Exposure to cholinesterase inhibiting insecticides and blood glucose level in a population of Ugandan smallholder farmers

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DOI

  • Martin Rune Hassan Hansen, Det Nationale Forskningscenter for Arbejdsmiljø
  • ,
  • Erik Jørs, Afdeling for Miljø- og Arbejdsmedicin, Odense Universitetshospital, Syddansk Universitet
  • ,
  • Annelli Sandbæk
  • Daniel Sekabojja, Uganda National Association of Community and Occupational Health
  • ,
  • John C Ssempebwa, School of Public Health, Makerere University
  • ,
  • Ruth Mubeezi, School of Public Health, Makerere University, Uganda
  • Philipp Staudacher, Swiss Federeal Institue of Aquatic Science and Technology (EAWAG), ETH, ETH Zurich, Inst Biogeochem & Pollutant Dynam, Schweiz
  • Samuel Fuhrimann, Utrecht University, Holland
  • Alex Burdorf, Department of Public Health, Erasmus University Medical Center Rotterdam, the Netherlands.
  • ,
  • Bo Martin Bibby
  • Vivi Schlünssen
Objectives
The risk of diabetes mellitus may be elevated among persons exposed to some pesticides, including cholinesterase-inhibiting insecticides (organophosphates and carbamates). The objective of this study was to investigate how acetylcholinesterase activity was associated with mean blood glucose levels among smallholder farmers in Uganda.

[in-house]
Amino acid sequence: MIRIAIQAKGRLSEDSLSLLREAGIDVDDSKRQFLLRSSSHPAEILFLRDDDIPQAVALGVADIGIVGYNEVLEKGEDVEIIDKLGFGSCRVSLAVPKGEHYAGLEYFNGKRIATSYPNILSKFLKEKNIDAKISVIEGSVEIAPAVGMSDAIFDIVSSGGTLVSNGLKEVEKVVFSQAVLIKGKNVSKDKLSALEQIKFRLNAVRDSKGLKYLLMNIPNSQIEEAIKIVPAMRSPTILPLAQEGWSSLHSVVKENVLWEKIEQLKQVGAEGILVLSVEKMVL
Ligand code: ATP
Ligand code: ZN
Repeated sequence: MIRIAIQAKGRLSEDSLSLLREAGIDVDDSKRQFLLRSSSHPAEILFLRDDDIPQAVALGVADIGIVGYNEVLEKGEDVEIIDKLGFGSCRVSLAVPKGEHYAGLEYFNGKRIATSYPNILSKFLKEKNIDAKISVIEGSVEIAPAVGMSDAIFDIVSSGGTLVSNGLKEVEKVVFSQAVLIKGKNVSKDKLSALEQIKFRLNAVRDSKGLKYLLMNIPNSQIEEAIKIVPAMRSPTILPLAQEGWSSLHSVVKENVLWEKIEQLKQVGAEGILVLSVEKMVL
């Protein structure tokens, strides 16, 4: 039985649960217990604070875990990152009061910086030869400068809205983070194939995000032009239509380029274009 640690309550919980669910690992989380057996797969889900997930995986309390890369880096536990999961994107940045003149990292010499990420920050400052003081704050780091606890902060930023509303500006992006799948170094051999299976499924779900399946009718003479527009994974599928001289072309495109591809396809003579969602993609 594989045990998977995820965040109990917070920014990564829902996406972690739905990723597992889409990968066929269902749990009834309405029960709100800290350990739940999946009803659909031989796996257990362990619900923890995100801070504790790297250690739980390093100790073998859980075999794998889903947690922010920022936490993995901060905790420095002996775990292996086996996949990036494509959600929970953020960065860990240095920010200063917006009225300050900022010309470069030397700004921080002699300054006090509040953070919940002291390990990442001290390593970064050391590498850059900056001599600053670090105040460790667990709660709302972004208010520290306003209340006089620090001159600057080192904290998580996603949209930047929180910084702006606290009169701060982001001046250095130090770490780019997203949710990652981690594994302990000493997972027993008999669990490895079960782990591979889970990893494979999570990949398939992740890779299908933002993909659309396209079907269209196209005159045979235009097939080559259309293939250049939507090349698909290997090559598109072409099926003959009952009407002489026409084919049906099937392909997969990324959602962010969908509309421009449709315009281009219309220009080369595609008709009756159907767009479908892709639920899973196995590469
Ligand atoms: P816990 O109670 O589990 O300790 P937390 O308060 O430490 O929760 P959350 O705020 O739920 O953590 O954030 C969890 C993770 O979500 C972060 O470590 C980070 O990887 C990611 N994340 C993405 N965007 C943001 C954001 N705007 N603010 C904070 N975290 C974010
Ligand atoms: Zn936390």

Methods
We conducted a short-term follow-up study among 364 smallholder farmers in Uganda. Participants were examined three times from September 2018 to February 2019. At each visit, we measured glycosylated haemoglobin A (HbA1c) as a measure of long-term average blood glucose levels. Exposure to organophosphate and carbamate insecticides was quantified using erythrocyte acetylcholinesterase normalised by haemoglobin (AChE/Hb). For a subgroup of participants, fasting plasma glucose (FPG) was also available. We analysed HbA1c and FPG versus AChE/Hb in linear mixed and fixed effect models adjusting for age, sex, physical activity level, and consumption of fruits and vegetables, alcohol and tobacco.

Results
Contrary to our hypothesis, our mixed effect models showed significant correlation between low AChE/Hb and low HbA1c. Adjusted mean HbA1c was 0.74 (95% CI 0.17 to 1.31) mmol/mol lower for subjects with AChE/Hb=24.3 U/g (35th percentile) compared with subjects with AChE/Hb=25.8 U/g (50th percentile). Similar results were demonstrated for FPG. Fixed effect models showed less clear correlations for between-phase changes in AChE/Hb and HbA1c.

Conclusions
Our results do not clearly support a causal link between exposure to cholinesterase-inhibiting insecticides and elevated blood glucose levels (expressed as HbA1c and FPG), but results should be interpreted with caution due to the risk of reverse causality.
OriginalsprogEngelsk
TidsskriftOccupational and Environmental Medicine
Vol/bind77
Nummer10
Sider (fra-til)713-720
Antal sider8
ISSN1351-0711
DOI
StatusUdgivet - okt. 2020

    Forskningsområder

  • pesticider, insekticid, Diabetes

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